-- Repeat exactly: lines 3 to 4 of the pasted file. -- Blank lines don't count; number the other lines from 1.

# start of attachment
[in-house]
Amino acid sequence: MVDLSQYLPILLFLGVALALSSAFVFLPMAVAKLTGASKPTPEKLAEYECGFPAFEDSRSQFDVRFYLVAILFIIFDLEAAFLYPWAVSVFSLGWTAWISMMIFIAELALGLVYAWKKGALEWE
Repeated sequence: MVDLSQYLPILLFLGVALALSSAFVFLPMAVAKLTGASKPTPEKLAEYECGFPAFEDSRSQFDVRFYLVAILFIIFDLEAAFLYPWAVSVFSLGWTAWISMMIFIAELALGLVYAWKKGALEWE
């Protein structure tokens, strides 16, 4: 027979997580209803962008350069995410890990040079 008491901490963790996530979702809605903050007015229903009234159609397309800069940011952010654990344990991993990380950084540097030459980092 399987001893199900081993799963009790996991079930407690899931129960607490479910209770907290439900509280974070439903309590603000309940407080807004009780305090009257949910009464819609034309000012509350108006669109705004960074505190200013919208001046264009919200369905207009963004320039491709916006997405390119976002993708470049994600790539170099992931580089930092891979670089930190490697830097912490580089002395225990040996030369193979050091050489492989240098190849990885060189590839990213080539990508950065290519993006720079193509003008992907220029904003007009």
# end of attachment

Repeated sequence: MVDLSQYLPILLFLGVALALSSAFVFLPMAVAKLTGASKPTPEKLAEYECGFPAFEDSRSQFDVRFYLVAILFIIFDLEAAFLYPWAVSVFSLGWTAWISMMIFIAELALGLVYAWKKGALEWE
């Protein structure tokens, strides 16, 4: 027979997580209803962008350069995410890990040079 008491901490963790996530979702809605903050007015229903009234159609397309800069940011952010654990344990991993990380950084540097030459980092 399987001893199900081993799963009790996991079930407690899931129960607490479910209770907290439900509280974070439903309590603000309940407080807004009780305090009257949910009464819609034309000012509350108006669109705004960074505190200013919208001046264009919200369905207009963004320039491709916006997405390119976002993708470049994600790539170099992931580089930092891979670089930190490697830097912490580089002395225990040996030369193979050091050489492989240098190849990885060189590839990213080539990508950065290519993006720079193509003008992907220029904003007009």